Theoretically, there could be a rogue planet made of iron or even osmium in large quantities, which can make it have 25 Earth masses within the volume of 1 Earth Radii. So if this object came near Jupiter, would it be enough to absorb the matter from Jupiter at close orbits due to high density and would this rogue planet basically turn into a gas giant or is the tidal forces not high enough?

So assume that the rogue planet orbits within 20 km of Jupiter's surface.

Also if this rogue planet crashed into Jupiter, would it survive all the way and turn Jupiter into an accretion disk around it?

Is this planet basically just like a black hole except much less dense and massive but still very destructive and could it rip the sun into a bunch of gas due to object's immense density and surface gravity and turn it into an accretion disk or would this object get torn by the Sun?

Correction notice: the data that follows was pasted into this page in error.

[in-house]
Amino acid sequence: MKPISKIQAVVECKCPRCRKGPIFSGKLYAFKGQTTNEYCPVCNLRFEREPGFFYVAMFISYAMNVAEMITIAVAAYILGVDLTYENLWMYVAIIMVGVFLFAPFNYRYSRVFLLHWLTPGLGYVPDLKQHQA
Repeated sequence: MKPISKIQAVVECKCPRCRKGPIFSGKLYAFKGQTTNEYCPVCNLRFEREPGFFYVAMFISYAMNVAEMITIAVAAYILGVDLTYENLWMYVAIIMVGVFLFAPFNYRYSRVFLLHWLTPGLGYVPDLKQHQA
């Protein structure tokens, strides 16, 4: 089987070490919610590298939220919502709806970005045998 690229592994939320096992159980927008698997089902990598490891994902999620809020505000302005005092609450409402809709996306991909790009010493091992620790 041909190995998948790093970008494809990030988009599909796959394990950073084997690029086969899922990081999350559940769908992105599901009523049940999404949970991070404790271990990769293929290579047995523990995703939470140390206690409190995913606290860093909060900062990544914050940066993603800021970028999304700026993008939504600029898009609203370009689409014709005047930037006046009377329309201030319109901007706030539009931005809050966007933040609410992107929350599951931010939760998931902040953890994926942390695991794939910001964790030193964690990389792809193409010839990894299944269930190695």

• $\begingroup$ Jupiter is worth 317 M🜨, it will likely just absorb a 25M🜨 planet if it collides - this object you suggested weighs a mere 8% of its total mass. If it passes by without being absorbed, however, then perhaps it will strip some mass. $\endgroup$
    – 4NT4R3S
    Commented Mar 13 at 0:48
  • $\begingroup$ What if it was orbiting Jupiter at 100 kilometers above its surface? Would Jupiter lose mass to the planet? $\endgroup$ Commented Mar 13 at 1:06
  • $\begingroup$ It might be stripped a bit, but overall Jupiter should have more influence $\endgroup$
    – 4NT4R3S
    Commented Mar 13 at 1:23
  • 4
    $\begingroup$ "Theoretically" a planet could not be made of osmium, because there is no process that could separate the osmium in the dust orbiting a young star and form it into a planet. So this is not a possibility in theory. $\endgroup$
    – James K
    Commented Mar 13 at 7:31
  • 3
    $\begingroup$ No, unless you are thinking of Magrathea, but the galaxy isn't nearly wealthy enough yet. $\endgroup$
    – James K
    Commented Mar 13 at 20:43


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